Leelee Chan’s material world
Roula Khalaf, Editor of the FT, selects her favourite stories in this weekly newsletter.
For many artists, travel has become an unnecessary luxury in the wake of the pandemic which, in turn, has forced them to reassess their relationship with materials. However for some, like Leelee Chan, travel remains integral to their practice. Last September, the Hong Kong sculptor embarked on her own odyssey for a worldwide investigation into material culture.
As the 2020 winner of the BMW Art Journey award, a collaboration between Art Basel and BMW which allows emerging artists to develop their work through travel, the 35-year-old has been able to realise her project “Tokens From Time”, which has taken her across Europe to research materials and techniques, from the handcrafted to the post-industrial.
Chan, who is represented by Capsule Shanghai gallery, is known for the playful use of found materials, incorporating everything from Ming dynasty ceramics and household objects to throwaway items into her sculptures in order to interrogate questions of value. In “Tokens From Time”, the artist has been able to broaden her understanding of her practice by examining not only how sculptors have engaged with materials across millennia (she visited both Roman mosaics at Unesco heritage sites in Italy and labs in Switzerland and Germany developing low-impact substances) but also by gaining a deeper insight into sustainability.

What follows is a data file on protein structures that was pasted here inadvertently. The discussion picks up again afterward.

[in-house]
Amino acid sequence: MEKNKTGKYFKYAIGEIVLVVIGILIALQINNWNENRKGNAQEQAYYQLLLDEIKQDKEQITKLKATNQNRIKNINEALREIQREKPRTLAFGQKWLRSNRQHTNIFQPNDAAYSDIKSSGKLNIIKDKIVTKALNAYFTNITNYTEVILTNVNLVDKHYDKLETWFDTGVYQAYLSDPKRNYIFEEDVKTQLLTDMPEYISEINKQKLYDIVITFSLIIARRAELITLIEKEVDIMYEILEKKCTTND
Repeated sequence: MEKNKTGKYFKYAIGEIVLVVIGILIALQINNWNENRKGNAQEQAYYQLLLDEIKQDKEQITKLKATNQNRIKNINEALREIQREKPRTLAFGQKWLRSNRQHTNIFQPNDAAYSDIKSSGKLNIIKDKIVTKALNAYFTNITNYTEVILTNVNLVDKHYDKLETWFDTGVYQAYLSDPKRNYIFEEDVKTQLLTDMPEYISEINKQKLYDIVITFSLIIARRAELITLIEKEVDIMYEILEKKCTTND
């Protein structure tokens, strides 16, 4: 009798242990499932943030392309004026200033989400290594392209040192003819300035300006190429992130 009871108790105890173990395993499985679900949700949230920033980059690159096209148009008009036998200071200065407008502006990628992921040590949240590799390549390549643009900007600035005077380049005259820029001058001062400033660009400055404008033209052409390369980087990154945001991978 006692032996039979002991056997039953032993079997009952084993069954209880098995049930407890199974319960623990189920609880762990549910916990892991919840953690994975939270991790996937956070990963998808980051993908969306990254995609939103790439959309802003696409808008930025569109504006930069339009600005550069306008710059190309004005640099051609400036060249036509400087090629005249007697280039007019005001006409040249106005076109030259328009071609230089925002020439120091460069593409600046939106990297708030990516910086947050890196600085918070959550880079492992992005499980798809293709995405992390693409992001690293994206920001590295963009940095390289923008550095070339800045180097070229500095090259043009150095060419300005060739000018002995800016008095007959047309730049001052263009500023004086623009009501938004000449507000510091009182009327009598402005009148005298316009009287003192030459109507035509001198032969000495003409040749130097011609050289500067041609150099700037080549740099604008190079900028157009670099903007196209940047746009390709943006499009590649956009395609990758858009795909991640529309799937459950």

This inquiry has meant that Chan’s research has taken on a futuristic slant as she has investigated the possibilities of engineered materials. The artist spent time with design experts at BMW’s research centres in Munich and also discussed the potential of fungi — the new superstars of sustainability — with a microbiologist at the University of Utrecht. All of this scientific and cultural research has led to the creation of a sculpture which will be presented alongside films documenting her travels at the BMW Wanchai Showroom in Hong Kong during Art Basel.
But this is by no means the end of Chan’s journey. While the health crisis has, until now, meant that the artist has had to limit herself to a European route, she still plans to take a trip to Mexico later this year to study the symbolic significance of crystals in Maya culture and traditional silver techniques — travel restrictions allowing.
Despite these challenges, Chan believes that the pandemic has given her research greater poignancy: “Living under the Covid-19 restrictions in Hong Kong, people have become so used to not touching anything outside their homes,” she says. “I believe that has made me hypersensitive to my new surroundings — watching the hand movements of the craftspeople, feeling their worn tools and materials in my hands.”
May 19-23, bmw-art-journey.com